Filling these little tubes requires either a very steady arm or a set of plastic droppers. I personally use droppers but for big single color batches, you can buy a filling tray from MMS.
Check out the color variations I was able to achieve with just the colors in our Lipsafe Color Sampler pack. I added titanium dioxide to some of the colors but other than that, just relied heavily on the lipsafe micas and oxides easily available.
Ingredient Listing for your lipstick is simple – list what the product is, INCI names in descending order of use, net weight of product and who manufactured the product. The FDA has a really comprehensive web site about labeling lipsticks. You can find it here.
Quoting from their official rules (and this part is long – if you’re not interested in labeling information, just skip all the text in italics):
Who: “The name and business address appearing on the label may be those of the manufacturer, packer or distributor.
If the name and address is not that of the manufacturer, the name must be preceded by phrases such as “Manufactured for …”, “Distributed by …”, or other appropriate wording.
The name of the firm must be the corporate name, and the address may be that of the principal place of business. Stating also the name of a corporation’s particular division is optional.
The business address must include the street address, name of the city and state, and the ZIP code. The street address may be omitted if the firm is listed in a current city or telephone directory.”
Ingredient Listing: “Ingredients other than colors present at a concentration exceeding 1% in descending order or predominance, followed by ingredients other than colors present at 1% or less in any order, followed by colors present at any concentration listed in any order.”
“Fragrance and flavor compounds may be declared in descending order of predominance as “fragrance” and “flavor.” If a fragrance compound also serves as a flavor, it must be declared as “flavor and fragrance.”
A word on the phrase, “The safety of this product has not yet been determined.” The short answer is that all of the ingredients in your lip balm have been tested and generally recognized as safe (GRAS). According to (b) below, your lip balm and lipstick probably does not require the safety warning. To be on the safe side, you’ll want to read and interpret the rules yourself and also check with your insurance company.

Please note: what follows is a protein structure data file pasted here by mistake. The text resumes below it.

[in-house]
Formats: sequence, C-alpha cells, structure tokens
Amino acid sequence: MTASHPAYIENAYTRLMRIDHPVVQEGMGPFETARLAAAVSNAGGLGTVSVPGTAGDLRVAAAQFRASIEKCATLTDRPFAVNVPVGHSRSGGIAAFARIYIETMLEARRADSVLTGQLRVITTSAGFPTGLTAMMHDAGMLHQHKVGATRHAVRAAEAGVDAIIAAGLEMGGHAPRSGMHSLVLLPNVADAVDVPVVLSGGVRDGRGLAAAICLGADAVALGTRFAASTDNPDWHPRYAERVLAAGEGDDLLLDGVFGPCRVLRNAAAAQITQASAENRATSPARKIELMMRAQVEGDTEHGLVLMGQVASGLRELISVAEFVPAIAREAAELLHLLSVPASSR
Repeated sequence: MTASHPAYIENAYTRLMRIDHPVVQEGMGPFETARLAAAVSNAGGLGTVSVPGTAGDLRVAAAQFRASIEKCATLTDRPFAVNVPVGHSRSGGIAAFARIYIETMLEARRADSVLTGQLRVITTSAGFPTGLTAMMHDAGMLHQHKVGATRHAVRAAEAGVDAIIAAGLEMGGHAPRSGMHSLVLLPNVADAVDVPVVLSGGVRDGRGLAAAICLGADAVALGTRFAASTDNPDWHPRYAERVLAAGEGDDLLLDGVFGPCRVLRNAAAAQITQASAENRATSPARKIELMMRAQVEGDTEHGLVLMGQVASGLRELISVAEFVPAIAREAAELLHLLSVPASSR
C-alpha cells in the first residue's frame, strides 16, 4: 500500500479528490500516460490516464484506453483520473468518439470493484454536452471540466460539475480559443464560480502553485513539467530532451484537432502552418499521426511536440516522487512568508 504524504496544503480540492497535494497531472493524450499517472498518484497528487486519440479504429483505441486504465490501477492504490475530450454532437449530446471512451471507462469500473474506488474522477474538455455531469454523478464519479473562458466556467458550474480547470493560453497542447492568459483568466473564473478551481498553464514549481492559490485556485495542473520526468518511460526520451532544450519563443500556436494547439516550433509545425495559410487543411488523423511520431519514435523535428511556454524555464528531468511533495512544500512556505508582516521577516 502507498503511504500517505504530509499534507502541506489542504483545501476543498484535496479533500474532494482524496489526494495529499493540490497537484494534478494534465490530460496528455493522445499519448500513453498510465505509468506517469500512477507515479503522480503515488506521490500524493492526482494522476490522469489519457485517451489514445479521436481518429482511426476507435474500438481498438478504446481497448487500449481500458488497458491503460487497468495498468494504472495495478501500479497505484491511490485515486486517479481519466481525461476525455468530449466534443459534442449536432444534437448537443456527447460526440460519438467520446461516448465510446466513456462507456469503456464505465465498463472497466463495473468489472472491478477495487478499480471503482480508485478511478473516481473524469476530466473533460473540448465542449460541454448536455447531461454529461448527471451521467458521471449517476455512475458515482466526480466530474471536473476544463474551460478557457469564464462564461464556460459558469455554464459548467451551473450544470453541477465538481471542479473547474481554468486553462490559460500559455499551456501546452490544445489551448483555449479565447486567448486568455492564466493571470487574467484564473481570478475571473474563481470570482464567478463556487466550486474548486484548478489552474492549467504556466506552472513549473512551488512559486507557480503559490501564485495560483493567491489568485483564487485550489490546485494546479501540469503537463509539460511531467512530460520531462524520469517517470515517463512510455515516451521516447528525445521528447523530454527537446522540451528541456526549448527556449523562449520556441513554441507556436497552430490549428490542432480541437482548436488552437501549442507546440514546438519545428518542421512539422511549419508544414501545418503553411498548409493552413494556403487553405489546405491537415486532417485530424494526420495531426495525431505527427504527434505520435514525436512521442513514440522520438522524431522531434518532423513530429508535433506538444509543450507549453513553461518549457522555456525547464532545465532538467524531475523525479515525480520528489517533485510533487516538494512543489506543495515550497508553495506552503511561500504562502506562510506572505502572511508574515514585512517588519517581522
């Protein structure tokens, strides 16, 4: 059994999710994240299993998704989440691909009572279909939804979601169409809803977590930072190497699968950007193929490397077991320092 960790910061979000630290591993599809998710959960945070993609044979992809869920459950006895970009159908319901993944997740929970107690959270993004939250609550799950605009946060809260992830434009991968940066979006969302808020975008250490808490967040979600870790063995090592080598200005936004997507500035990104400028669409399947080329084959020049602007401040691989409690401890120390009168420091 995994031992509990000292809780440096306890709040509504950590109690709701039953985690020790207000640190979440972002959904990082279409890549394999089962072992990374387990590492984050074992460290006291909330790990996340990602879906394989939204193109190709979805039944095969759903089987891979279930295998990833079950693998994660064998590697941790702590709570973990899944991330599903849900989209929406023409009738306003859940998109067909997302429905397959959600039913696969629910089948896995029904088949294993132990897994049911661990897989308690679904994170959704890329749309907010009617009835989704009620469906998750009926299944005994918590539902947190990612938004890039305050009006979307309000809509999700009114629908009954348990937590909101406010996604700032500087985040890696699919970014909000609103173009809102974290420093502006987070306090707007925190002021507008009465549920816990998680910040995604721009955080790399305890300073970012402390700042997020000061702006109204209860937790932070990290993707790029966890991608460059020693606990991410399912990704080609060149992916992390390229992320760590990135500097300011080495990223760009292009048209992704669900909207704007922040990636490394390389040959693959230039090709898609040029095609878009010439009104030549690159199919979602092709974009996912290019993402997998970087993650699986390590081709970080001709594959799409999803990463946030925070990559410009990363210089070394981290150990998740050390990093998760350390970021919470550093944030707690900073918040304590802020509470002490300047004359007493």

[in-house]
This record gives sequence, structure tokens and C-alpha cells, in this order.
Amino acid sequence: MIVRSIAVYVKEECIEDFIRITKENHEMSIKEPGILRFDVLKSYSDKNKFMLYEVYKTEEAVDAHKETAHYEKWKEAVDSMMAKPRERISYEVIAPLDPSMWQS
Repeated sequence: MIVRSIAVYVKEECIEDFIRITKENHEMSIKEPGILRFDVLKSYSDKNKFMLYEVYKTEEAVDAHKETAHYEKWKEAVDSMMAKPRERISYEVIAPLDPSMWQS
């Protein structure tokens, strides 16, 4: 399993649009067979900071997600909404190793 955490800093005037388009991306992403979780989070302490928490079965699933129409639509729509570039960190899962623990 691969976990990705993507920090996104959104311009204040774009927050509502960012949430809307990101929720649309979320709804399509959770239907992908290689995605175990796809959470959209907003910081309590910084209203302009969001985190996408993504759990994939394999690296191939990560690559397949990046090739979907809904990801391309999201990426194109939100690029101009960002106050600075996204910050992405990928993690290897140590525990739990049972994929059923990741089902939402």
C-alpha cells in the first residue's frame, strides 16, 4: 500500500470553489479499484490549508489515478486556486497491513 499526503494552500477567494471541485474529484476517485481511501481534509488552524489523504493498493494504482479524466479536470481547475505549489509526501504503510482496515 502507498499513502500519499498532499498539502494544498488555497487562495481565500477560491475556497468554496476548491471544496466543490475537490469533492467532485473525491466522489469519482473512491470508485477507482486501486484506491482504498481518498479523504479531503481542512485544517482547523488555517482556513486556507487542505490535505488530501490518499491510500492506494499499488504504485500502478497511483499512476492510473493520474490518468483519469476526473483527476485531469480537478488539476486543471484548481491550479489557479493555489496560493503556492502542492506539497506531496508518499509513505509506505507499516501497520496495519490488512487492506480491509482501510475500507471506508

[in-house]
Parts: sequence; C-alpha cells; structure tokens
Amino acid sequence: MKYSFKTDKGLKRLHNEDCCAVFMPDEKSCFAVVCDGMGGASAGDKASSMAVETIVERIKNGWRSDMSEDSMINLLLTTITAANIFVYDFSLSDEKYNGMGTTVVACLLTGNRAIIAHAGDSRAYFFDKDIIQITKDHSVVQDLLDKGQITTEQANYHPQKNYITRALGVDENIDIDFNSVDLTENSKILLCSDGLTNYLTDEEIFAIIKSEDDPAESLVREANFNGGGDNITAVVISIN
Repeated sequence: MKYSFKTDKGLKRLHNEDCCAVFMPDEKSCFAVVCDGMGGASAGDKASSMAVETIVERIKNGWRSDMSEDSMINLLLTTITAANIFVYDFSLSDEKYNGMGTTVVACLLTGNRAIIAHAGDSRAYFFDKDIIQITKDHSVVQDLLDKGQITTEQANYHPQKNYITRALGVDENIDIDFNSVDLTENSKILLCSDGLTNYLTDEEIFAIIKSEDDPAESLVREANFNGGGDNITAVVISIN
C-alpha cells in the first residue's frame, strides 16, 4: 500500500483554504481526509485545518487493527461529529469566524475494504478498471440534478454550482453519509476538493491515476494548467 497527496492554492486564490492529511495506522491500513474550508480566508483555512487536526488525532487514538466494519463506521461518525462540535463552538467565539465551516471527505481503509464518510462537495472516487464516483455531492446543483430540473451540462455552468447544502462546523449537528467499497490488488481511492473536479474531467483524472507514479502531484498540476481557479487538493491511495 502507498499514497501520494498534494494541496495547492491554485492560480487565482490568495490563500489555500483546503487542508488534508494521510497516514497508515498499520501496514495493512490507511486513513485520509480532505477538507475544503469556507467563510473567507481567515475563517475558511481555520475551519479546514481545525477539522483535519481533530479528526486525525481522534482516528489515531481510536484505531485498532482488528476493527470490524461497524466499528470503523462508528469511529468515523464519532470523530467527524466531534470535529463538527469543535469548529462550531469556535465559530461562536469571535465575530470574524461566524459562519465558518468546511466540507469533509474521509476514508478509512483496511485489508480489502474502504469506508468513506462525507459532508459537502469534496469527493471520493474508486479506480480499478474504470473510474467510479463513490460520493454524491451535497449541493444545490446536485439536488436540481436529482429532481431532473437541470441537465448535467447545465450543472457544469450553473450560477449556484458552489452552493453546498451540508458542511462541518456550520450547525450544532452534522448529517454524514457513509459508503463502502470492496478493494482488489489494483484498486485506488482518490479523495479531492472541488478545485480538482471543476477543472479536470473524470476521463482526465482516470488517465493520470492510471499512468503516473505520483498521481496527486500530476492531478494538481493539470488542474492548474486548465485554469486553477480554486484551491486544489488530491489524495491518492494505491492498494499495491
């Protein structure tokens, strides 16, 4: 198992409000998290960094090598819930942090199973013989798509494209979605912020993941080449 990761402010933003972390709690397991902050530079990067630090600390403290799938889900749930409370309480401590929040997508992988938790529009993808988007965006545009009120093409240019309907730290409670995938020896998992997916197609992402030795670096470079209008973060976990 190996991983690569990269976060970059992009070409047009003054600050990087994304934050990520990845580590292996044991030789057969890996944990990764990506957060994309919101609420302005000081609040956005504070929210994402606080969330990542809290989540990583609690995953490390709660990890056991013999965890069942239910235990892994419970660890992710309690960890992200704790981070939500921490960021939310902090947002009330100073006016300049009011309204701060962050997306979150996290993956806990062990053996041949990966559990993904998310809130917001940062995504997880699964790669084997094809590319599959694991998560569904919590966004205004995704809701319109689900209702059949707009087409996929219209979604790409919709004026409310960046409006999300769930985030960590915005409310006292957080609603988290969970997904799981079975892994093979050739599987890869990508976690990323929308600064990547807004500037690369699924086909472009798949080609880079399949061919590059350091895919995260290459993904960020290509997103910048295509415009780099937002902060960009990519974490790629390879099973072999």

Officially, the FDA has this to say about the phrase: “A cosmetic is considered misbranded if its safety has not adequately been substantiated, and it does not bear the following conspicuous statement on the PDP:
Warning – The safety of this product has not been determined.
The safety of a cosmetic may be considered adequately substantiated if experts qualified by scientific training and experience can reasonably conclude from the available toxicological and other test data, chemical composition, and other pertinent information that the product is not injurious to consumers under conditions of customary use and reasonably foreseeable conditions of misuse.
The safety of a cosmetic can adequately be substantiated by:
a. Reliance on available toxicological test data on its ingredients and on similar products, and
b. Performance of additional toxicological and other testing appropriate in the light of the existing data.
Even if the safety of each ingredient has been substantiated, there usually still is at least some toxicological testing needed with the formulated product to assure adequate safety substantiation.“
The FDA’s phone number, should you be curious about interpreting any of their information is: 1-888-463-6332. This is the main FDA Phone Number for general inquiries. They’ll pass you off to another department for specific labeling questions.